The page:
SUPPORTING SMALLER FIRMS IS CRUCIAL TO DRIVING ECONOMIC RECOVERY
May 13 2013.


Commenting on the report by Lord Young - 'Growing Your Business' - published today, Dr Adam Marshall, Director of Policy at the British Chambers of Commerce (BCC), said:


"Lord Young is right to place emphasis on the growth of smaller firms, who unlike some of the UK's larger companies, need support and encouragement to help them become the wealth creators of tomorrow. Small and micro businesses will only be able to fulfill their full potential once measures are put in place to help them access the finance, skills and services they need to grow.

"Lord Young has identified a number of these measures in his report and we are pleased to see him address the problem of access to finance which is still hurting the growth potential of many firms. But the focus must now be on getting these proposals off the ground so they can actually make a real difference to the business community, and in turn, drive the economic recovery. Chambers of Commerce across the UK stand ready to ensure businesses are given all the support they need as they embark on their growth journeys over the crucial months ahead."

Commenting on the Growth Voucher Scheme, Adam Marshall said:

"The BCC proposed a Growth Voucher scheme in September 2012 to help businesses that want to grow gain access to crucial services and advice. We were pleased that the Chancellor accepted our proposal by announcing the Growth Voucher scheme in the 2013 Budget and committed £30m to the scheme itself.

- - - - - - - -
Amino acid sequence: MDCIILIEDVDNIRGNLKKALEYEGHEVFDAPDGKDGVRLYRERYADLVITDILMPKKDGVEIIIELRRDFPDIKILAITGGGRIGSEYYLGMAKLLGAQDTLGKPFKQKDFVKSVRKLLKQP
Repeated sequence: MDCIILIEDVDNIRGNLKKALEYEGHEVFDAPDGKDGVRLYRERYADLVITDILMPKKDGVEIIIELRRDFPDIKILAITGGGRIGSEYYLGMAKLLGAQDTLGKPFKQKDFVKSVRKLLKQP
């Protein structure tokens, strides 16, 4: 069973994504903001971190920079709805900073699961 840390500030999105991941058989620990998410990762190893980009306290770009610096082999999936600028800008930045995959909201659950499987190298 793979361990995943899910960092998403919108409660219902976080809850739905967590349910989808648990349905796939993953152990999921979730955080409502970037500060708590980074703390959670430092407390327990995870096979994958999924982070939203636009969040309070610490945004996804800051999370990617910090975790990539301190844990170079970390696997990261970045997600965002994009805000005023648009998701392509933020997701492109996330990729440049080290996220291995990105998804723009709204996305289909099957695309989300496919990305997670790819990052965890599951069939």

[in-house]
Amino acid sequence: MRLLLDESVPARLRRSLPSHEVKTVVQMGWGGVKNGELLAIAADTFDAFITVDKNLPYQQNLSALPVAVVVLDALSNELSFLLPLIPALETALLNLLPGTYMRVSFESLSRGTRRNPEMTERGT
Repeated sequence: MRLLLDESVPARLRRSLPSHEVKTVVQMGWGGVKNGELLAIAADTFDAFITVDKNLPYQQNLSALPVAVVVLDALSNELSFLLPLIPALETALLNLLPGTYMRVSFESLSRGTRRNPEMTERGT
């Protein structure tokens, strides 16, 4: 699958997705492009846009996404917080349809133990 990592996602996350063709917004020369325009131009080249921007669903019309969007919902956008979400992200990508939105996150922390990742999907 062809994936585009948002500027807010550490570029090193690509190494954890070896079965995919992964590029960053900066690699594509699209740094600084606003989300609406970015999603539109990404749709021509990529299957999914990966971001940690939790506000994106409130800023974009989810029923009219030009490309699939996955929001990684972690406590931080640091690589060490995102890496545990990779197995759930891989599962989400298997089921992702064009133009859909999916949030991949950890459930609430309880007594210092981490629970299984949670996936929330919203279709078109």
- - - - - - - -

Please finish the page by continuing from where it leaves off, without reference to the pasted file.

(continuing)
"Chambers of Commerce around the country look forward to working with the government to bring the scheme to life - and enable businesses to get the specialist assistance they need."

Commenting on the proposed procurement measures, Adam Marshall said:

"Across the country, small firms tell us that they would be keen to compete for more of the public sector contracts advertised in their local areas. They regularly tell us that it is hard to break into procurement by local councils and other bodies, due to onerous information and application requirements. Lord Young is right to call for better access to local procurement for small firms, and for the abolition of hated Pre-Qualification Questionnaires and other bureaucracy that stop many small companies from competing for council business in the first place.

"Small businesses also report difficulties in pitching new products to the public sector outside formal invitations to tender. This is a wasted opportunity as it would bring private-sector knowhow into securing efficiencies for our public services. We support Lord Young's call to make this process easier for SMEs.

"However, central government will need to do more than just exhort and encourage local authorities to open up procurement to smaller firms. Indeed it may need to look at ways to sanction councils and agencies that don't let Britain's SMEs compete for their business."